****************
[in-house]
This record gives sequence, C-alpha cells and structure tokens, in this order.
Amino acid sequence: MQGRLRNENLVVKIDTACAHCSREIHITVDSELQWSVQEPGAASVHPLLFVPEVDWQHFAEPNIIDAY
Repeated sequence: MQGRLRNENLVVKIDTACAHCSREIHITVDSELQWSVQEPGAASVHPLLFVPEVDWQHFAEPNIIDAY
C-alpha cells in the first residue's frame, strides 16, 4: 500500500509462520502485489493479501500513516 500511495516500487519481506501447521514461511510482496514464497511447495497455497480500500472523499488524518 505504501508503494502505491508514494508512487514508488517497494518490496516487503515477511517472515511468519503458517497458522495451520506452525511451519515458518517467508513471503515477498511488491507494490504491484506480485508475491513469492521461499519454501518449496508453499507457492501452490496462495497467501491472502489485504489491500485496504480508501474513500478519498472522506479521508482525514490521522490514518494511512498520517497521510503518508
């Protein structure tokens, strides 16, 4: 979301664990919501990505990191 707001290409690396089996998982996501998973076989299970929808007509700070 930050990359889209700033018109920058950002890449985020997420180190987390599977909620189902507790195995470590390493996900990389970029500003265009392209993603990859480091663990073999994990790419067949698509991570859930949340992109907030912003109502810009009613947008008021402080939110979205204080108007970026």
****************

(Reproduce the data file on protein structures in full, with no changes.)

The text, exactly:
[in-house]
This record gives sequence, C-alpha cells and structure tokens, in this order.
Amino acid sequence: MQGRLRNENLVVKIDTACAHCSREIHITVDSELQWSVQEPGAASVHPLLFVPEVDWQHFAEPNIIDAY
Repeated sequence: MQGRLRNENLVVKIDTACAHCSREIHITVDSELQWSVQEPGAASVHPLLFVPEVDWQHFAEPNIIDAY
C-alpha cells in the first residue's frame, strides 16, 4: 500500500509462520502485489493479501500513516 500511495516500487519481506501447521514461511510482496514464497511447495497455497480500500472523499488524518 505504501508503494502505491508514494508512487514508488517497494518490496516487503515477511517472515511468519503458517497458522495451520506452525511451519515458518517467508513471503515477498511488491507494490504491484506480485508475491513469492521461499519454501518449496508453499507457492501452490496462495497467501491472502489485504489491500485496504480508501474513500478519498472522506479521508482525514490521522490514518494511512498520517497521510503518508
């Protein structure tokens, strides 16, 4: 979301664990919501990505990191 707001290409690396089996998982996501998973076989299970929808007509700070 930050990359889209700033018109920058950002890449985020997420180190987390599977909620189902507790195995470590390493996900990389970029500003265009392209993603990859480091663990073999994990790419067949698509991570859930949340992109907030912003109502810009009613947008008021402080939110979205204080108007970026």